Nurses make a difference no matter where they are—at the bedside, in the C-suite, conducting research, or educating their communities. For Nurses Month, we’re telling the stories of four nurses who have made a difference through their leadership, advocacy, patient care, mentoring, and community engagement.
Opening doors to leadership
For Lindsey Harris, DNP, CRNP, FNP-BC, advocacy isn’t something she does outside of her day job—it’s an extension of her patient care. At the height of the COVID-19 pandemic, Harris worked with the Birmingham, Alabama, city council to connect with citizens and provide COVID-19 testing and vaccination information. She’s continued to advocate by speaking with legislators about increasing pay for Alabama nurses (who are paid less than their counterparts in surrounding states) and helping to get CARES Act funds to nurses.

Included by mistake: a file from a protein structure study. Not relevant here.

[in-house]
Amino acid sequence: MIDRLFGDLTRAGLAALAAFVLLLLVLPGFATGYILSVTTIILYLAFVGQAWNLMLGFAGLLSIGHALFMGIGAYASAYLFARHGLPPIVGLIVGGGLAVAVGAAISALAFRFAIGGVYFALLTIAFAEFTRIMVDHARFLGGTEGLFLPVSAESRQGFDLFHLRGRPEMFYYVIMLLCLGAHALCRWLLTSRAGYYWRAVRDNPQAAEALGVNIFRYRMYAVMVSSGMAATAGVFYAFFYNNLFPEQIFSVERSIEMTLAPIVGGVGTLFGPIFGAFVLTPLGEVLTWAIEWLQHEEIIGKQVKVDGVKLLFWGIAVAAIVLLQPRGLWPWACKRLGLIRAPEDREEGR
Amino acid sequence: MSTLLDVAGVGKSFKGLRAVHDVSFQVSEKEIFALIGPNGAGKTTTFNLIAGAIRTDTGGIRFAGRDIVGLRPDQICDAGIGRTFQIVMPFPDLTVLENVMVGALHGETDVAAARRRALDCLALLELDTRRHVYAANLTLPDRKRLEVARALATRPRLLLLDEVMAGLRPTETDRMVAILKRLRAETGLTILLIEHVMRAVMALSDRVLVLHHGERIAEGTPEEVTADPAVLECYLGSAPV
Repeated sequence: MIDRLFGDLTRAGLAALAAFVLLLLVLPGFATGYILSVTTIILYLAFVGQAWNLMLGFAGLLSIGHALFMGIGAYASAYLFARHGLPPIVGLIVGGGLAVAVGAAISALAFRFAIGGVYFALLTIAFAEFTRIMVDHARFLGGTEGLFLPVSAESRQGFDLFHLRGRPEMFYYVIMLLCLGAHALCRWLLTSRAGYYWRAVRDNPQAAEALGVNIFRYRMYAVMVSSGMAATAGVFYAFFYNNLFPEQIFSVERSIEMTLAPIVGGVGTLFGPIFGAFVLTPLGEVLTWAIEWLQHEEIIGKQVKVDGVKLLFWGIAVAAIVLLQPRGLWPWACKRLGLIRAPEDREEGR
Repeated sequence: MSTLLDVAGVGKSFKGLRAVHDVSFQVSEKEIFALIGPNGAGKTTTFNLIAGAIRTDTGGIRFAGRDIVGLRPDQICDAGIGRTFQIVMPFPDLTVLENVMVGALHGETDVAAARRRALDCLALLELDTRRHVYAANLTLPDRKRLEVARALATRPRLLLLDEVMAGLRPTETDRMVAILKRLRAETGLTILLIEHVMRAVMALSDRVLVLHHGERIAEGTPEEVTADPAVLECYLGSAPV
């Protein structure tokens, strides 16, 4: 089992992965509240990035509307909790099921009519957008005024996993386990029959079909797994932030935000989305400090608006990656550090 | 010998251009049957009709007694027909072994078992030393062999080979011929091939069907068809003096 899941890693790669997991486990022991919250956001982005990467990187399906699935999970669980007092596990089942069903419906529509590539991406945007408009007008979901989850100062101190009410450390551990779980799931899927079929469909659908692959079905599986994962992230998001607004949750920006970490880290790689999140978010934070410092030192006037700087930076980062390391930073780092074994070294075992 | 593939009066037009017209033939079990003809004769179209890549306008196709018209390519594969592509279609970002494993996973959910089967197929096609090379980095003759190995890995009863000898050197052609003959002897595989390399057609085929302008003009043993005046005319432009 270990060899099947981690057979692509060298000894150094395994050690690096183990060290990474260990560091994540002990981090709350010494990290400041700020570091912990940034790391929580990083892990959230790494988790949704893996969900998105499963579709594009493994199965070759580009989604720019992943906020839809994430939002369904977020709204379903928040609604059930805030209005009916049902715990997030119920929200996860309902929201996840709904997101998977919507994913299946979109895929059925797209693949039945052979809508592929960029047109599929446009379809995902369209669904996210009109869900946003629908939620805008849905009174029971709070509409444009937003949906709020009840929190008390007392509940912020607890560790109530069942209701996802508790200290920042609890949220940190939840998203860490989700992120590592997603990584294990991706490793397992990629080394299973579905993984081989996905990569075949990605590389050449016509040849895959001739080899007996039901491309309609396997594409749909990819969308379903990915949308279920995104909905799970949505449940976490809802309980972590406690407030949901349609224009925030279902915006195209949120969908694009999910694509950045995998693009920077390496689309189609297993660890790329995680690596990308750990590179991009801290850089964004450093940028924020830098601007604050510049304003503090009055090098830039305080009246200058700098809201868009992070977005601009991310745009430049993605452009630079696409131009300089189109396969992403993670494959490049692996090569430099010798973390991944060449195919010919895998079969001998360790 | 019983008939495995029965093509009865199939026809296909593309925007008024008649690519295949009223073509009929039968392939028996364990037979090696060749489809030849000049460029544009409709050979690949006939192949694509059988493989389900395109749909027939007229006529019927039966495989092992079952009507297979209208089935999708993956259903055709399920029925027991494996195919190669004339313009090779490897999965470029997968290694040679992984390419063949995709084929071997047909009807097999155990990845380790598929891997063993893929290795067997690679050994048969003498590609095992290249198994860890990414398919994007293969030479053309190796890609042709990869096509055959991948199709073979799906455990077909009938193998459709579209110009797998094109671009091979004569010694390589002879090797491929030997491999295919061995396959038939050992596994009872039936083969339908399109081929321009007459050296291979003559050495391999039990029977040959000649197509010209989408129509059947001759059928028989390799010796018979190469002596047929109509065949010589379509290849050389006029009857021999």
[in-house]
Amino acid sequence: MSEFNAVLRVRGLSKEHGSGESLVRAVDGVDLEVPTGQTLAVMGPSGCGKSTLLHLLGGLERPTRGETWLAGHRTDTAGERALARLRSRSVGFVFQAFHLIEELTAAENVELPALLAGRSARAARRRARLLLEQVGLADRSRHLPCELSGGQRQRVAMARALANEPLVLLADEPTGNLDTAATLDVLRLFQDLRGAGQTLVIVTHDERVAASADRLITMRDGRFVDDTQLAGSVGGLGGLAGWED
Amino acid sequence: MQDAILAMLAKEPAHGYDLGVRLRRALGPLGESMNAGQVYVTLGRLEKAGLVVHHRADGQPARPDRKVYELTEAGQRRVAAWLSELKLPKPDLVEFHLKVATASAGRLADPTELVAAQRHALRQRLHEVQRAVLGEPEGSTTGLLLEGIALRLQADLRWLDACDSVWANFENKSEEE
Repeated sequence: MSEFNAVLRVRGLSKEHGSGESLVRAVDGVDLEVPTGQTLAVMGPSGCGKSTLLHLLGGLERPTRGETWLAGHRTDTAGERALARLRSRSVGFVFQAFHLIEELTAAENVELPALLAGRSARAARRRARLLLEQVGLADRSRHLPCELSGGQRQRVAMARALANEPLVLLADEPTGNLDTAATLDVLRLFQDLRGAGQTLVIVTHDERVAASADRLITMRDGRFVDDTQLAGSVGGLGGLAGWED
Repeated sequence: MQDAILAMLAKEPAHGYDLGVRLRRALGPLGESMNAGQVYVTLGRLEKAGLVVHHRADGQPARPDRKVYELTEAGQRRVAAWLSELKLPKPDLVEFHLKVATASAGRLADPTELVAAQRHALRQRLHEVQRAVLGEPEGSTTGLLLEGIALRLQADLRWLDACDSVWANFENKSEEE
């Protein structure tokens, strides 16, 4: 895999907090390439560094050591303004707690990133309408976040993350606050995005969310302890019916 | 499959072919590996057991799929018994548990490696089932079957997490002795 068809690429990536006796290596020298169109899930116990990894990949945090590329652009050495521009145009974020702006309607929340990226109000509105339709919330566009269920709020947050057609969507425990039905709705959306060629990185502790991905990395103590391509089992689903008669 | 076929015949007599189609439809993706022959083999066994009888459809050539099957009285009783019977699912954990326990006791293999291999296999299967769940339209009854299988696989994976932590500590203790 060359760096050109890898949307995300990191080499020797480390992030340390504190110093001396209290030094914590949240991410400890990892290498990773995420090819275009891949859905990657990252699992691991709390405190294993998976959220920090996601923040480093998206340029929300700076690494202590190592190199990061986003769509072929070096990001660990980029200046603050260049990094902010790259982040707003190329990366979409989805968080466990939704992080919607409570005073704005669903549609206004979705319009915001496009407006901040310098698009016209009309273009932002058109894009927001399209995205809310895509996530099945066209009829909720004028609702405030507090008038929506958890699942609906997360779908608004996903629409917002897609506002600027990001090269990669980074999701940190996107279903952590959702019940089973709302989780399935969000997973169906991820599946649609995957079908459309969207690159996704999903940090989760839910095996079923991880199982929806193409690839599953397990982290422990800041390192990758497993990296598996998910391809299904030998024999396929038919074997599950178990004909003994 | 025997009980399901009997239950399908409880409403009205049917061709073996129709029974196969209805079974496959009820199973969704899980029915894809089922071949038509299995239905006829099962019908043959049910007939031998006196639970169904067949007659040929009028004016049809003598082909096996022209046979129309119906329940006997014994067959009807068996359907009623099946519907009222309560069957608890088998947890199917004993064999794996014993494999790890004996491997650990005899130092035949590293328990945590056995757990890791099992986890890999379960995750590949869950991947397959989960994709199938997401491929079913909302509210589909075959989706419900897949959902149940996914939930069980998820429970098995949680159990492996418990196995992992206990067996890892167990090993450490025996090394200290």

“As nurses, we are all advocates—for ourselves, for our patients, and for our profession,” Harris said. “It’s part of my duty as a nurse that I’m passionate about.”
This passion for caring for others is what led Harris on the path to her nursing career. As a child, when watching commercials for anti-hunger organizations, she would beg her parents to donate to them. “I’ve always had a heart for the vulnerable,” she said. “And often, patients and their families are at their most vulnerable when they’re in the hospital.”
In 2020, Harris became the first Black nurse to be elected president of the Alabama State Nurses Association (ASNA). It was another step on a ladder she has been climbing since nursing school, when a professor encouraged her to join the Birmingham Black Nurses Association. She quickly moved from student representative to secretary and then president.
During this time, Harris also was seeking leadership opportunities on the job.